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Tesla is now testing autonomous vehicles on public California roads

Unlike Uber, it appears Tesla followed all the rules before getting started.

2016 Tesla Model S 60
Emme Hall/Roadshow

Tesla's dedication to developing autonomous vehicles is not new. But what is new is the fact that it's now testing autonomous vehicles on public roads in California.

Tesla started testing four autonomous cars on California roads toward the end of 2016, Bloomberg reports. The news came by way of a series of reports released by the California Department of Motor Vehicles, which requires companies to send "disengagement" events to the DMV during the course of self-driving-car testing.

Tesla released a video in late 2016, showing what its self-driving hardware "sees" on the road.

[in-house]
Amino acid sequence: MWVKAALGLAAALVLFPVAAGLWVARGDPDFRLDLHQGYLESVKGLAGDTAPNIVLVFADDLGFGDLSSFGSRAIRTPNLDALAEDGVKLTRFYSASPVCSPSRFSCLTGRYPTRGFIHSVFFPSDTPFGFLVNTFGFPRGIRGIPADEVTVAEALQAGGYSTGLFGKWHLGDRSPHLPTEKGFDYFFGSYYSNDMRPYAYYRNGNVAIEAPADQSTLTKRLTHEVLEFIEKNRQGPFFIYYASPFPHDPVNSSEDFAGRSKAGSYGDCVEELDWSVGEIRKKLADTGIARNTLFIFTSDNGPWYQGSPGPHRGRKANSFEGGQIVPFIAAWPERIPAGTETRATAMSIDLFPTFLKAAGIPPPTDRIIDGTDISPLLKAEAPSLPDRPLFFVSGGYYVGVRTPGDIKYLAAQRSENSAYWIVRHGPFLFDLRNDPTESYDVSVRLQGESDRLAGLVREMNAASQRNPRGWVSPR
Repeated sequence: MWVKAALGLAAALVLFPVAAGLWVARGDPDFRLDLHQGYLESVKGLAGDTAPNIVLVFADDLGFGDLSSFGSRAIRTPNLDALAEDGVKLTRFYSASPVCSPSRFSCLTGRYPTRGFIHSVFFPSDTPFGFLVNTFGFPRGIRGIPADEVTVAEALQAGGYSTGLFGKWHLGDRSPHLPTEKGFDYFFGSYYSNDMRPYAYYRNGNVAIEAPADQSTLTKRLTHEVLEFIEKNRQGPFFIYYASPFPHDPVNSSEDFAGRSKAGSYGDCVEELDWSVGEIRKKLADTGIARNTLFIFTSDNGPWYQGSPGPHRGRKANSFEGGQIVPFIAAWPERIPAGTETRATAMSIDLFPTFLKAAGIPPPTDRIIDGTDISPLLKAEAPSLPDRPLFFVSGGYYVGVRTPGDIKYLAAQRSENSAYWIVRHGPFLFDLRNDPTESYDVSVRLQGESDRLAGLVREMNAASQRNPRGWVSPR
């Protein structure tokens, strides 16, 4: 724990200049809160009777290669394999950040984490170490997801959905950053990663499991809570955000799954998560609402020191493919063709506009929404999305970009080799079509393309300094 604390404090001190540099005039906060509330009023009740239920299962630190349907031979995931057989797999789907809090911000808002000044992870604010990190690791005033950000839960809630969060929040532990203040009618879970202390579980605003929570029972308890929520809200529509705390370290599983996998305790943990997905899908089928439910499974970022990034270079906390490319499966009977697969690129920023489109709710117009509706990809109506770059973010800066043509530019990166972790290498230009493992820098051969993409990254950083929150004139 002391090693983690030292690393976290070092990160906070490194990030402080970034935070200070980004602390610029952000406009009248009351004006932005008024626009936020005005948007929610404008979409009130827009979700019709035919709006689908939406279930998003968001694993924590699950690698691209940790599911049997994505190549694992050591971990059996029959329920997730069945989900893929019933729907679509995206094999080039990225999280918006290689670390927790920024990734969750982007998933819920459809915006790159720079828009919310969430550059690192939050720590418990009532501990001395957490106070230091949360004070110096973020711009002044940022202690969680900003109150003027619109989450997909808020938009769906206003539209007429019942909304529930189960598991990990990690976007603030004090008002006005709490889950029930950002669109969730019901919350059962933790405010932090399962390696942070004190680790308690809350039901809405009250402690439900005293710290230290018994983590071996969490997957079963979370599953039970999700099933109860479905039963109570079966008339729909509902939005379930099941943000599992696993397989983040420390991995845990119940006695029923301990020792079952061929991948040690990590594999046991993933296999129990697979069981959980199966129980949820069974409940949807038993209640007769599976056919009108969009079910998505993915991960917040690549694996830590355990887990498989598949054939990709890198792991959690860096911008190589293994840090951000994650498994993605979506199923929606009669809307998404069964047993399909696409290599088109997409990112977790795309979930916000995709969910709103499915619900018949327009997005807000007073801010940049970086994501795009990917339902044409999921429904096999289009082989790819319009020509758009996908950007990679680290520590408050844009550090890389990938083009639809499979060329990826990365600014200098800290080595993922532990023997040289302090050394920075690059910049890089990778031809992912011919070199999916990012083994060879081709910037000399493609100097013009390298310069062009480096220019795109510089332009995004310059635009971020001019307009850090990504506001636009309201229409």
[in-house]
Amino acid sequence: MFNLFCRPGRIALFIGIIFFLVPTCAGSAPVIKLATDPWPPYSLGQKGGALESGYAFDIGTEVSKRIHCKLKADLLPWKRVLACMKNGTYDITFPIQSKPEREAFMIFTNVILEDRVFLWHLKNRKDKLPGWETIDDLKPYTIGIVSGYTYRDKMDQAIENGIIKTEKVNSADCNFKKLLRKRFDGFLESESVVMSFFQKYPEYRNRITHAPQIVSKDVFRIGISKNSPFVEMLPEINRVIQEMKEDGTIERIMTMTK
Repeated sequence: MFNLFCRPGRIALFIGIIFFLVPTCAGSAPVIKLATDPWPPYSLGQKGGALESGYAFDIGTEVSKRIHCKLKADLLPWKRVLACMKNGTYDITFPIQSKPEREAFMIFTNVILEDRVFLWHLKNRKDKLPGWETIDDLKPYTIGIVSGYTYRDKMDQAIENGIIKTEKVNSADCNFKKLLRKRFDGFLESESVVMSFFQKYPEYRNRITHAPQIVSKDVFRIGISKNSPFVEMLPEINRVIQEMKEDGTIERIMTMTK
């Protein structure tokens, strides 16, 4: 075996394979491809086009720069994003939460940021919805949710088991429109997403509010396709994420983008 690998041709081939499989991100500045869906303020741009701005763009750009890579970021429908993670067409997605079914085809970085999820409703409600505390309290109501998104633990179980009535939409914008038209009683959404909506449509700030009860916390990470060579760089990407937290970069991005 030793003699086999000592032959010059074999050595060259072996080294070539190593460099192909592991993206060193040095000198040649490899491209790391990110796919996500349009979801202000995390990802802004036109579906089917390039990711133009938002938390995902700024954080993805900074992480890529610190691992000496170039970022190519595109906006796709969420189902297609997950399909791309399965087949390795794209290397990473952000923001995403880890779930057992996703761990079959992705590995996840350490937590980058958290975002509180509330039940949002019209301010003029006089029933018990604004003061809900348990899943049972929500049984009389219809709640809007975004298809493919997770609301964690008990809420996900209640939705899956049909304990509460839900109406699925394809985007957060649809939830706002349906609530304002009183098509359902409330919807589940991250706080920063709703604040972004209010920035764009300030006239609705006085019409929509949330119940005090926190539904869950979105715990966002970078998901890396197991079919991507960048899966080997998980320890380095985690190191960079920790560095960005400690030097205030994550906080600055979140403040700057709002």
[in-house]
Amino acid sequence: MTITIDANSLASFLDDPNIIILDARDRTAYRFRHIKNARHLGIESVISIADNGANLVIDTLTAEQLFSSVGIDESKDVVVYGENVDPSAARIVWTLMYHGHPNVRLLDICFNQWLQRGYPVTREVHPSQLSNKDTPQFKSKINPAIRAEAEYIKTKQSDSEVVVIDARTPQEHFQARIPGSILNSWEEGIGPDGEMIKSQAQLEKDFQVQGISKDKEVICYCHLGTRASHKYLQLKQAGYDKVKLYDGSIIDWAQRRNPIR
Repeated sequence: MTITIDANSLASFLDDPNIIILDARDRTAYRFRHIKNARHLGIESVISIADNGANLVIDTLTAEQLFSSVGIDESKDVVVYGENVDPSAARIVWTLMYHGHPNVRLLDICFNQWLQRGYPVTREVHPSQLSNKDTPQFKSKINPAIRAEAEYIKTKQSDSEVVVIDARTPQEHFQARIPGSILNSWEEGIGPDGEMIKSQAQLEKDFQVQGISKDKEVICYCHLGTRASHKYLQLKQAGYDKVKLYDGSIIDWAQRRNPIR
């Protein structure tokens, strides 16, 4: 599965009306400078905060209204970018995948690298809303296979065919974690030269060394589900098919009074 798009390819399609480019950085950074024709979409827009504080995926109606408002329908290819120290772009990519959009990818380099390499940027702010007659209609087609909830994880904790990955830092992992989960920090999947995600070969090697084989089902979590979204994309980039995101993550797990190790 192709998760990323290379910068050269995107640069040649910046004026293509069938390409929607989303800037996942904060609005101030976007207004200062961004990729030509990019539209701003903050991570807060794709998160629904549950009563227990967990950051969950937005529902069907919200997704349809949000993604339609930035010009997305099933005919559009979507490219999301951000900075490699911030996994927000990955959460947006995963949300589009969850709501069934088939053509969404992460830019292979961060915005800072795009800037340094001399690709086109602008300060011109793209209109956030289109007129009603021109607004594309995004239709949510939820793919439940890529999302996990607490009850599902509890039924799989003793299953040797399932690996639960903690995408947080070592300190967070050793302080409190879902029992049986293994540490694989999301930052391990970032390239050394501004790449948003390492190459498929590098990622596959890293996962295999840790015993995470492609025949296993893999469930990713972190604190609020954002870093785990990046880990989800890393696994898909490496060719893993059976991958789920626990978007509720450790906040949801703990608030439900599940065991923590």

"Disengagement" refers to a situation where the autonomous vehicle required a human operator to step in and take control of the vehicle. Over the course of 550 driverless miles, Tesla reported 182 disengagements, or about one disengagement per 3 autonomous miles driven.

The report, which the public can read here, noted that there were "no emergencies, accidents or collisions" during testing. The list of disengagements includes the VIN of the autonomous vehicle, the date and cause of disengagement, the weather, road class and even the time it took for the driver to resume control. Most times, the driver took control within 1 second, although Tesla noted that longer times might be attributed to being on straight roads or driving at low speeds with no local traffic.

Other automakers that submitted disengagement reports include BMW, Bosch, Cruise Automation (as part of GM), Delphi, Ford, Honda, Nissan, Mercedes-Benz, Volkswagen and Waymo.

While the data isn't much use in a bubble, comparing Tesla's efforts with those of more established autonomous developers shows that the electric automaker still has a ways to go. For example, Waymo (formerly known as Google's self-driving division) logged just 124 disengagements (PDF) over 635,868 autonomous miles driven, an average of one disengagement every 5,000 driverless miles.